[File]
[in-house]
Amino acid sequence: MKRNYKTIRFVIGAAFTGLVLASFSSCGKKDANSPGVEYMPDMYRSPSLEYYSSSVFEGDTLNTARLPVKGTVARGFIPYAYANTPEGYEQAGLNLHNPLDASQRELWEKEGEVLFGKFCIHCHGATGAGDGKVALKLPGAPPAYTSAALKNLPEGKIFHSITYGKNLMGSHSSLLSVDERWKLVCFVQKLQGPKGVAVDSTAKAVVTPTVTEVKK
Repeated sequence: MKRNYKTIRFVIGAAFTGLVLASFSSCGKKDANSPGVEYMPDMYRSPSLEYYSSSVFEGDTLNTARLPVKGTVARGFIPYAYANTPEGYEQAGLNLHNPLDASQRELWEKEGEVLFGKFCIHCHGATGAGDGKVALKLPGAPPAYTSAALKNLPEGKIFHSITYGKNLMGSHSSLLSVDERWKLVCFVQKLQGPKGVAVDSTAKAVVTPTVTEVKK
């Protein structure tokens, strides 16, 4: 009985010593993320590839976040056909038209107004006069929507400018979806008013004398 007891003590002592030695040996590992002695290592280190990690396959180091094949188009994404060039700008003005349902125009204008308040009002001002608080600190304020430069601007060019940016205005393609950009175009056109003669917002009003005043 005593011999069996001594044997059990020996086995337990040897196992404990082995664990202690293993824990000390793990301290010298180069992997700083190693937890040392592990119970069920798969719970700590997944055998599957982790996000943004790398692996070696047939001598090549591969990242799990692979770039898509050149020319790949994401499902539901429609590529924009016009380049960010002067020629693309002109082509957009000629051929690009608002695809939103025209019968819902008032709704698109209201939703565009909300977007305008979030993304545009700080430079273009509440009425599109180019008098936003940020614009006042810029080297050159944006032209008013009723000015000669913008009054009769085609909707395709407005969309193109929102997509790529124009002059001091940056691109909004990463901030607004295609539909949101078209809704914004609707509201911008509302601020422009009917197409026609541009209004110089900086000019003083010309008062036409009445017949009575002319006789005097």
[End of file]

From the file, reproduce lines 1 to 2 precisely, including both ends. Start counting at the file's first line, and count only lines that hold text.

[in-house]
Amino acid sequence: MKRNYKTIRFVIGAAFTGLVLASFSSCGKKDANSPGVEYMPDMYRSPSLEYYSSSVFEGDTLNTARLPVKGTVARGFIPYAYANTPEGYEQAGLNLHNPLDASQRELWEKEGEVLFGKFCIHCHGATGAGDGKVALKLPGAPPAYTSAALKNLPEGKIFHSITYGKNLMGSHSSLLSVDERWKLVCFVQKLQGPKGVAVDSTAKAVVTPTVTEVKK